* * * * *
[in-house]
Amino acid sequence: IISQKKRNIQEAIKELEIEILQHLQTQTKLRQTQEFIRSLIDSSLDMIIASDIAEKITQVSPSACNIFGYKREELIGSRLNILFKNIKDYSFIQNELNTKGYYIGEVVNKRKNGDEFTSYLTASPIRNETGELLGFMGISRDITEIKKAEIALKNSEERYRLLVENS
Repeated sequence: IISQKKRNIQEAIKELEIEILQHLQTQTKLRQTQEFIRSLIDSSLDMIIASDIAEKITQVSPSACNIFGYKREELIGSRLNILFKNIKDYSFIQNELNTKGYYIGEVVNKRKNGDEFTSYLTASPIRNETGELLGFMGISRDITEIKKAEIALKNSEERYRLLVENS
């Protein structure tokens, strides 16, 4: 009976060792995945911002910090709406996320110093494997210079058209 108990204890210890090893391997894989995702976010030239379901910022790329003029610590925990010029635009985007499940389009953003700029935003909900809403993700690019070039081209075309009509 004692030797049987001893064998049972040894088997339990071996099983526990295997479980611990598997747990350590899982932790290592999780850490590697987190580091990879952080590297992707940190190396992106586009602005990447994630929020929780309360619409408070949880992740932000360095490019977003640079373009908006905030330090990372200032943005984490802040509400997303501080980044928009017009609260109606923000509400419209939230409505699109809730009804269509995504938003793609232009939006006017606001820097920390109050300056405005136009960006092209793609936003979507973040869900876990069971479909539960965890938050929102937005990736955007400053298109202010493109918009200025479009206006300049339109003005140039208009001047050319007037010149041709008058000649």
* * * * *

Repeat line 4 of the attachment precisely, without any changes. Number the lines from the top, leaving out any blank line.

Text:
């Protein structure tokens, strides 16, 4: 009976060792995945911002910090709406996320110093494997210079058209 108990204890210890090893391997894989995702976010030239379901910022790329003029610590925990010029635009985007499940389009953003700029935003909900809403993700690019070039081209075309009509 004692030797049987001893064998049972040894088997339990071996099983526990295997479980611990598997747990350590899982932790290592999780850490590697987190580091990879952080590297992707940190190396992106586009602005990447994630929020929780309360619409408070949880992740932000360095490019977003640079373009908006905030330090990372200032943005984490802040509400997303501080980044928009017009609260109606923000509400419209939230409505699109809730009804269509995504938003793609232009939006006017606001820097920390109050300056405005136009960006092209793609936003979507973040869900876990069971479909539960965890938050929102937005990736955007400053298109202010493109918009200025479009206006300049339109003005140039208009001047050319007037010149041709008058000649």